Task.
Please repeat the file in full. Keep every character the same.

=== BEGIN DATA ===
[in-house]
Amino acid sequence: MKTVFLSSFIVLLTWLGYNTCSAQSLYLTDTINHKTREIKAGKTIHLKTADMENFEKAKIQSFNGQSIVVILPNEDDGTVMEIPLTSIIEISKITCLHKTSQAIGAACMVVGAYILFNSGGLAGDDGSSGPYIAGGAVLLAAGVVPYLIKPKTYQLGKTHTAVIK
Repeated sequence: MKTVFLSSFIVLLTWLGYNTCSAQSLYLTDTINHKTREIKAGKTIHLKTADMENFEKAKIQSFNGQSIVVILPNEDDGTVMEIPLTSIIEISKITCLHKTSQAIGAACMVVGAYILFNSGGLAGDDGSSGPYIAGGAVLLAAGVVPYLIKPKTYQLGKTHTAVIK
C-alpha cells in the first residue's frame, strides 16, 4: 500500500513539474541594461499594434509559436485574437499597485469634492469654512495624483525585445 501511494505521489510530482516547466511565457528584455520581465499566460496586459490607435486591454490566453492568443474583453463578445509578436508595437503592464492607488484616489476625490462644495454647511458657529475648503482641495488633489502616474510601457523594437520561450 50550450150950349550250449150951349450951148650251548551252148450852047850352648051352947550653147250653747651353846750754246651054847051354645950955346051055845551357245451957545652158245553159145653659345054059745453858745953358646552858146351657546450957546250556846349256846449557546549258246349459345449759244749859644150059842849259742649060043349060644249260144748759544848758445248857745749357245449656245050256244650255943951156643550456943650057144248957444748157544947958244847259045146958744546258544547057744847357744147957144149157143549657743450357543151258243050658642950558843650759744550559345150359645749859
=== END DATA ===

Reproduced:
[in-house]
Amino acid sequence: MKTVFLSSFIVLLTWLGYNTCSAQSLYLTDTINHKTREIKAGKTIHLKTADMENFEKAKIQSFNGQSIVVILPNEDDGTVMEIPLTSIIEISKITCLHKTSQAIGAACMVVGAYILFNSGGLAGDDGSSGPYIAGGAVLLAAGVVPYLIKPKTYQLGKTHTAVIK
Repeated sequence: MKTVFLSSFIVLLTWLGYNTCSAQSLYLTDTINHKTREIKAGKTIHLKTADMENFEKAKIQSFNGQSIVVILPNEDDGTVMEIPLTSIIEISKITCLHKTSQAIGAACMVVGAYILFNSGGLAGDDGSSGPYIAGGAVLLAAGVVPYLIKPKTYQLGKTHTAVIK
C-alpha cells in the first residue's frame, strides 16, 4: 500500500513539474541594461499594434509559436485574437499597485469634492469654512495624483525585445 501511494505521489510530482516547466511565457528584455520581465499566460496586459490607435486591454490566453492568443474583453463578445509578436508595437503592464492607488484616489476625490462644495454647511458657529475648503482641495488633489502616474510601457523594437520561450 50550450150950349550250449150951349450951148650251548551252148450852047850352648051352947550653147250653747651353846750754246651054847051354645950955346051055845551357245451957545652158245553159145653659345054059745453858745953358646552858146351657546450957546250556846349256846449557546549258246349459345449759244749859644150059842849259742649060043349060644249260144748759544848758445248857745749357245449656245050256244650255943951156643550456943650057144248957444748157544947958244847259045146958744546258544547057744847357744147957144149157143549657743450357543151258243050658642950558843650759744550559345150359645749859